Understanding gardening vocabulary can be quite a tricky proposition but I hope my vocab series is helping make sense of some of the more common misunderstandings!
For this edition we will be looking at the words native, succulent, specimen plant and ground cover. And as usual there is no time like the present to get straight into it.
To read through each of the individual articles in more detail, here you can access the entire series:
Understanding Garden Vocabulary – Part 1 (January)
Understanding Garden Vocabulary – Part 2 (February)
Understanding Garden Vocabulary – Part 3 (March)
Understanding Garden Vocabulary – Part 4 (April)
Understanding Garden Vocabulary – Part 5 (May)
Understanding Garden Vocabulary – Part 6 (June)
Understanding Garden Vocabulary – Part 7 (July)
Understanding Garden Vocabulary – Part 8 (August)
Understanding Garden Vocabulary – Part 9 (September)
Understanding Garden Vocabulary – Part 10 (October)
Understanding Garden Vocabulary – Part 11 (November)
Understanding Garden Vocabulary – Recap Part 1
Understanding Garden Vocabulary – Recap Part 2
Native – The word native basically means that a plant is indigenous, or originally occurring, in the area being described. For example, Australian native plants are plants that were found living naturally in Australia, they were not imported from another country. It is however better to be more specific about a species native habitat, for a plant naturally occurring in Western Australia may never have naturally occurred in New South Wales, so it would be more truthful to call it a West Australian native. Some native plants are found all over the country they live in, others are only located in specific pockets and therefore may not grow as well in other parts of even their native country. This is why it is sometimes best to find out what plants are native to your specific area, and not just the country you are living in, when choosing native plants.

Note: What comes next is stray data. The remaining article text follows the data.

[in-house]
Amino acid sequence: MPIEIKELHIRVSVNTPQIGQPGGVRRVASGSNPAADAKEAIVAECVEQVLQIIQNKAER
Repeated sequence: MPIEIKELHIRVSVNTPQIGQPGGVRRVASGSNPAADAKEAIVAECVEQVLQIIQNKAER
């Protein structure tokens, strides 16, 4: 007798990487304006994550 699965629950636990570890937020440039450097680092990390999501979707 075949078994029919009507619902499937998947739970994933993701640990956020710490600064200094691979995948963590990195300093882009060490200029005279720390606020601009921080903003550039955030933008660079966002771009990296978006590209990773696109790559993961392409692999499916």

Succulent – The main feature of a plant that is called a ‘succulent’ is its ability to conserve water. Succulents normally have large, fleshy stems or leaves, specifically designed to store water so that the plant is able to survive in climates where rainfall may be small. Often times if you were to break open the stem or leaf of a succulent plant, the broken stem or leaf will ooze large amounts of water. The aloe vera plant is an example of a succulent. Many people groups world-wide rely on succulent plants for finding water in harsh conditions where rainfall is sporadic at best.
Specimen Plant – A specimen plant is basically any plant that is placed in such a position that it becomes the feature, or focus, of the garden it is placed in. As such, some plants made better specimen plants than others. An example of a relatively common specimen plant in Australia is the Australian Grass Tree.
Ground Cover – Why am I defining what the term ‘ground cover’ means? Well, strangely enough, I have been asked this question before! So for anyone that us unable to work it out, a ground cover is a plant that naturally grows…along the ground, forming a cover of the ground around its root system. Ground covers are great for filling up empty space in and around other, larger plants. They are also fantastic because they help suppress the growth of weeds by limiting the space in which weeds are able to grow. Sometimes if you really like a particular plant but think it grows too big, looking for a ground cover variety can be beneficial.